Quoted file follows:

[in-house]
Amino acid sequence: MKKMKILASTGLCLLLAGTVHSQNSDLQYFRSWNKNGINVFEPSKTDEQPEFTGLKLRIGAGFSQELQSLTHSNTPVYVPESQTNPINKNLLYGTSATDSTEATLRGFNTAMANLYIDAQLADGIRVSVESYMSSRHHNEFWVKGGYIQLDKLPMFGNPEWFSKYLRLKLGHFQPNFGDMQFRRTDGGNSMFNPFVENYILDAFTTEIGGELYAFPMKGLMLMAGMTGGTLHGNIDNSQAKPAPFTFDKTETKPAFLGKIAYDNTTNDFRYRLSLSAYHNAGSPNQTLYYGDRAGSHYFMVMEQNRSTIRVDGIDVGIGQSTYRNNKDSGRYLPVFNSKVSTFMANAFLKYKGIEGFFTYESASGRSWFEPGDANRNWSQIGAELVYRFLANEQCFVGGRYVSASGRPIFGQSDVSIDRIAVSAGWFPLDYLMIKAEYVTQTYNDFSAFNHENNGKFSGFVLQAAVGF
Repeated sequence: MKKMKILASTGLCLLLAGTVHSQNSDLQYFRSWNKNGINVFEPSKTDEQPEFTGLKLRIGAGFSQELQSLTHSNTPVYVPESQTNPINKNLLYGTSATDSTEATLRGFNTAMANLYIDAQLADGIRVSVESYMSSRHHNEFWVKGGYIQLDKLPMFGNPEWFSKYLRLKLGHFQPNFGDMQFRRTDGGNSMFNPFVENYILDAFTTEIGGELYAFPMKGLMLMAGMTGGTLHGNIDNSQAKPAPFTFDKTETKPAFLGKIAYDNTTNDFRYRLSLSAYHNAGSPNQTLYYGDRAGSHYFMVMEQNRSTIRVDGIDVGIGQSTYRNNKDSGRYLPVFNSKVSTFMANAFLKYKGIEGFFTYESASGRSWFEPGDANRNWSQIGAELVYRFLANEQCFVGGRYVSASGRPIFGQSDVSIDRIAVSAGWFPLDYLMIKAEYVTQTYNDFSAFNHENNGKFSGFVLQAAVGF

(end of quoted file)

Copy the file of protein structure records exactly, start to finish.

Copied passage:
[in-house]
Amino acid sequence: MKKMKILASTGLCLLLAGTVHSQNSDLQYFRSWNKNGINVFEPSKTDEQPEFTGLKLRIGAGFSQELQSLTHSNTPVYVPESQTNPINKNLLYGTSATDSTEATLRGFNTAMANLYIDAQLADGIRVSVESYMSSRHHNEFWVKGGYIQLDKLPMFGNPEWFSKYLRLKLGHFQPNFGDMQFRRTDGGNSMFNPFVENYILDAFTTEIGGELYAFPMKGLMLMAGMTGGTLHGNIDNSQAKPAPFTFDKTETKPAFLGKIAYDNTTNDFRYRLSLSAYHNAGSPNQTLYYGDRAGSHYFMVMEQNRSTIRVDGIDVGIGQSTYRNNKDSGRYLPVFNSKVSTFMANAFLKYKGIEGFFTYESASGRSWFEPGDANRNWSQIGAELVYRFLANEQCFVGGRYVSASGRPIFGQSDVSIDRIAVSAGWFPLDYLMIKAEYVTQTYNDFSAFNHENNGKFSGFVLQAAVGF
Repeated sequence: MKKMKILASTGLCLLLAGTVHSQNSDLQYFRSWNKNGINVFEPSKTDEQPEFTGLKLRIGAGFSQELQSLTHSNTPVYVPESQTNPINKNLLYGTSATDSTEATLRGFNTAMANLYIDAQLADGIRVSVESYMSSRHHNEFWVKGGYIQLDKLPMFGNPEWFSKYLRLKLGHFQPNFGDMQFRRTDGGNSMFNPFVENYILDAFTTEIGGELYAFPMKGLMLMAGMTGGTLHGNIDNSQAKPAPFTFDKTETKPAFLGKIAYDNTTNDFRYRLSLSAYHNAGSPNQTLYYGDRAGSHYFMVMEQNRSTIRVDGIDVGIGQSTYRNNKDSGRYLPVFNSKVSTFMANAFLKYKGIEGFFTYESASGRSWFEPGDANRNWSQIGAELVYRFLANEQCFVGGRYVSASGRPIFGQSDVSIDRIAVSAGWFPLDYLMIKAEYVTQTYNDFSAFNHENNGKFSGFVLQAAVGF